Developing a Foundation for Reading

By Sally E. Shaywitz, M.D
Modified from Overcoming Dyslexia

Early good practices enrich learning and develop a foundation for later reading. Try these reading-readiness steps to engage your child. Have fun with them. Make them into a game! Activities should be short and enjoyable so your child stays involved. When your child is paying attention, learning is happening.

  • Speak directly to your child. Speak slowly and clearly, pronouncing each sound very carefully; you want him to notice each word or word part you say.
  • Exaggerate sounds—for example, mmmman—and have him do the same when he repeats back to you.
  • Read to your child daily. Choose high-interest books. Click here for some book suggestions.
  • Don’t shy away from speaking with a rich vocabulary and even making learning new words a game. It will help your child build her vocabulary, and word recognition, too.
  • Play rhyming games. Example: Have her pick objects that rhyme with a common word, such as selecting a shoe for a word that rhymes with “two.”
  • Make up your own jingles, rhymes, or silly stories to highlight a particular sound, or even sing a song together. Funny and visually absurd rhymes and alliterations often work best in making a sound more salient to the child. To highlight the “ssss” sound, for example, sing with her, “Sally sells seashells at the seashore.”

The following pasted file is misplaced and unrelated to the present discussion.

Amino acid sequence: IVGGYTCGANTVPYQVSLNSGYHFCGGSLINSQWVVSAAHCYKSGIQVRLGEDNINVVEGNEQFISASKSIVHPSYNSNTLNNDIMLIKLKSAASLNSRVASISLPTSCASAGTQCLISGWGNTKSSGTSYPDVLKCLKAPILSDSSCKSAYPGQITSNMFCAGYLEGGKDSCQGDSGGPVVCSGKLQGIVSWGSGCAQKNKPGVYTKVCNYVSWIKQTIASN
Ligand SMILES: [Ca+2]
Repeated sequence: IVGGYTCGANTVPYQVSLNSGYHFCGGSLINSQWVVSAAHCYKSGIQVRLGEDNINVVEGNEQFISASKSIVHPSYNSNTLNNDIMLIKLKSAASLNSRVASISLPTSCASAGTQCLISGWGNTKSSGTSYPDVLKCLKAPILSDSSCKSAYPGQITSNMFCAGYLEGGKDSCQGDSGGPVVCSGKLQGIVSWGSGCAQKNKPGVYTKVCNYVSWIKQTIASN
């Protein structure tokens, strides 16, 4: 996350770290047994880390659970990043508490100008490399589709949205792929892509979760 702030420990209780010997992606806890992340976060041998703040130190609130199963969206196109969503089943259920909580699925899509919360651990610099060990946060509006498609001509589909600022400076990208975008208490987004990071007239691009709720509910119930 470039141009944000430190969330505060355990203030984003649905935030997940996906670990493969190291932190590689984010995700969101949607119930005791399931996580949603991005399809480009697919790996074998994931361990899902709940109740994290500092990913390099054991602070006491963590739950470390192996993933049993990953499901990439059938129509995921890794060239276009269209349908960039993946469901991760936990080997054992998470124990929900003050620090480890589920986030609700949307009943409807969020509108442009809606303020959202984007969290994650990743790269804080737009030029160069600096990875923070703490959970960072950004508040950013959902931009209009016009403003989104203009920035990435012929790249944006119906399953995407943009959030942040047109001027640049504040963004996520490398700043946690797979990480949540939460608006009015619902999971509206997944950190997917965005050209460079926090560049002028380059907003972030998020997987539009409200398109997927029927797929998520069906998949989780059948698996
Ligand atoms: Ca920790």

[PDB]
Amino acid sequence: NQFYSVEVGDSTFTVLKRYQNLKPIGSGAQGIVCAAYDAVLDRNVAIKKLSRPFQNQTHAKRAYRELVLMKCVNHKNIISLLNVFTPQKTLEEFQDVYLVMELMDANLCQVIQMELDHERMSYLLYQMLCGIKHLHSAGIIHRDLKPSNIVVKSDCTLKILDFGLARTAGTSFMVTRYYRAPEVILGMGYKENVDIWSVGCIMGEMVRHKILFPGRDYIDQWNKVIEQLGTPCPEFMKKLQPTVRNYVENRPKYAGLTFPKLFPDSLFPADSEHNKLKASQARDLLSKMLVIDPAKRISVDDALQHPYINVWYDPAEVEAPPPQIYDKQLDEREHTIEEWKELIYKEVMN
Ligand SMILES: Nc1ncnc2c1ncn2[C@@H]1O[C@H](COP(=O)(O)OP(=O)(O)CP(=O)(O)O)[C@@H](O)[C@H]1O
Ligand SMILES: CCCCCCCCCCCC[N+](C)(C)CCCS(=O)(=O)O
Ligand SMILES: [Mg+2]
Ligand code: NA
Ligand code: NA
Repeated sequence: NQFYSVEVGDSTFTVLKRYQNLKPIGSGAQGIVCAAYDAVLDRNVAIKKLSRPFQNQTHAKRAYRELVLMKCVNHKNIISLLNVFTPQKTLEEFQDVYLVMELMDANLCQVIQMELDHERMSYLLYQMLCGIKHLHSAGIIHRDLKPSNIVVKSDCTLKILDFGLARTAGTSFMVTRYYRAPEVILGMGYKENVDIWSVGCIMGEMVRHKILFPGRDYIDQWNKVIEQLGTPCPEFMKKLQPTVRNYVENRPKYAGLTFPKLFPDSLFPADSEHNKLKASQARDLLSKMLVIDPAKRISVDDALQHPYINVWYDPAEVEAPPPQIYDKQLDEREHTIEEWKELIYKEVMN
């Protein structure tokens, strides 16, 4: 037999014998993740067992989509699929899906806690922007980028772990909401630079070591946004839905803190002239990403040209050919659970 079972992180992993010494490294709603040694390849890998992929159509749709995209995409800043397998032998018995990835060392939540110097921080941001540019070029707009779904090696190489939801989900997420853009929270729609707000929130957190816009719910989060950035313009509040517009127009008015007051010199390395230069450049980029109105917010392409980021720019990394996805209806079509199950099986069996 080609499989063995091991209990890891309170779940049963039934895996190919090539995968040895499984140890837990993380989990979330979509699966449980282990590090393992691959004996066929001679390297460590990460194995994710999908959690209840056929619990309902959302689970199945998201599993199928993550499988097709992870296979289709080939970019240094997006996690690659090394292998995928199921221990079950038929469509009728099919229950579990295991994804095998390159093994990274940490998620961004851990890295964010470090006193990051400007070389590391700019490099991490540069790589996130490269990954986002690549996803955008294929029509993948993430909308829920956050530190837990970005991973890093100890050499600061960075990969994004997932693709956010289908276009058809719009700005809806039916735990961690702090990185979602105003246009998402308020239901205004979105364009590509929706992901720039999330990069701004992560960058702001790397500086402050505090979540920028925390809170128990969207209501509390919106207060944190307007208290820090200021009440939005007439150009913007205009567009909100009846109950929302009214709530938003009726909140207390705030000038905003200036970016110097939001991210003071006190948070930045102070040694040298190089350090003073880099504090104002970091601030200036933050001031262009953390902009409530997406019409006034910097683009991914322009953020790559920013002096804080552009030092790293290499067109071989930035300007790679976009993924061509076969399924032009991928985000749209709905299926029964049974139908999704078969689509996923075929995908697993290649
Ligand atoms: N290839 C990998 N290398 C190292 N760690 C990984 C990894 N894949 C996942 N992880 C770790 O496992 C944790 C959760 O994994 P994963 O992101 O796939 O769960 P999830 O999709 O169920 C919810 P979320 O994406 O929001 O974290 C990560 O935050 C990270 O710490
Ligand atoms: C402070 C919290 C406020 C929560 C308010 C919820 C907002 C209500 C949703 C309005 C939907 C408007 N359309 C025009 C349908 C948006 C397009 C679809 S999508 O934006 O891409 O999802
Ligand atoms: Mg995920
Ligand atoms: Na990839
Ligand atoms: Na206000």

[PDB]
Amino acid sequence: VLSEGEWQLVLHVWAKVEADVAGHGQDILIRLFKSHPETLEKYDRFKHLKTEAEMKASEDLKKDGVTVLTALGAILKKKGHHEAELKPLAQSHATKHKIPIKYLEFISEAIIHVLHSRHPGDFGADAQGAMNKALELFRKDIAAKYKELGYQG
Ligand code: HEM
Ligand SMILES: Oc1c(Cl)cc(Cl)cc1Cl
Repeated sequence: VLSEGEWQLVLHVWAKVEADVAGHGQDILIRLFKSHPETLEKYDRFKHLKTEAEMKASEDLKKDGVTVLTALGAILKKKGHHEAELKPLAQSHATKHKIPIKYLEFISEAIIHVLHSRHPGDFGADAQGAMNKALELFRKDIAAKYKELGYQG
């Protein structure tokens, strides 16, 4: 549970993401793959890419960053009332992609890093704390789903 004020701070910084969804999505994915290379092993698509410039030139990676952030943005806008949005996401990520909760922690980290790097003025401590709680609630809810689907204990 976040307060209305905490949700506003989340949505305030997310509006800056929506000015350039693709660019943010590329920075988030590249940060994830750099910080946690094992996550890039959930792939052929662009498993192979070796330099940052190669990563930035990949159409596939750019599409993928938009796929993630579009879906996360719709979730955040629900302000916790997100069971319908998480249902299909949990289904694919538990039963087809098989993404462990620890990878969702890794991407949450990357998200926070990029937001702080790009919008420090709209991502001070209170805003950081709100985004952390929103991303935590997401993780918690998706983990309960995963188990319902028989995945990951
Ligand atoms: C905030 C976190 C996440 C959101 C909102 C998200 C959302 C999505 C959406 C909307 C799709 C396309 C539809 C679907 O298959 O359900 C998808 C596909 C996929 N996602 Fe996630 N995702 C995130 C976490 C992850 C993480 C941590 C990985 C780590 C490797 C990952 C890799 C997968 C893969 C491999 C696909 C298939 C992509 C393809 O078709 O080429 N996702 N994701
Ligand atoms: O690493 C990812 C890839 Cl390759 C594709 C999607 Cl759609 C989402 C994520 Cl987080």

• Use concrete objects (blocks or coins) to represent the sounds in words. Your child should indicate how many sounds he hears in a word by the number of coins (or blocks) he places on the table. For example, for the two-phoneme word zoo, he would say each sound (“zzzz” “oo”) as he lays out first one and then a second coin.
    (See illustration below.)

    Illustration (c) Overcoming Dyslexia. Shaywitz, S.E. 2003

    Helping Your Child Count Phonemes in Words
    As your child pronounces each sound in a word, such as “zoo,” he puts coins in the center of the table.

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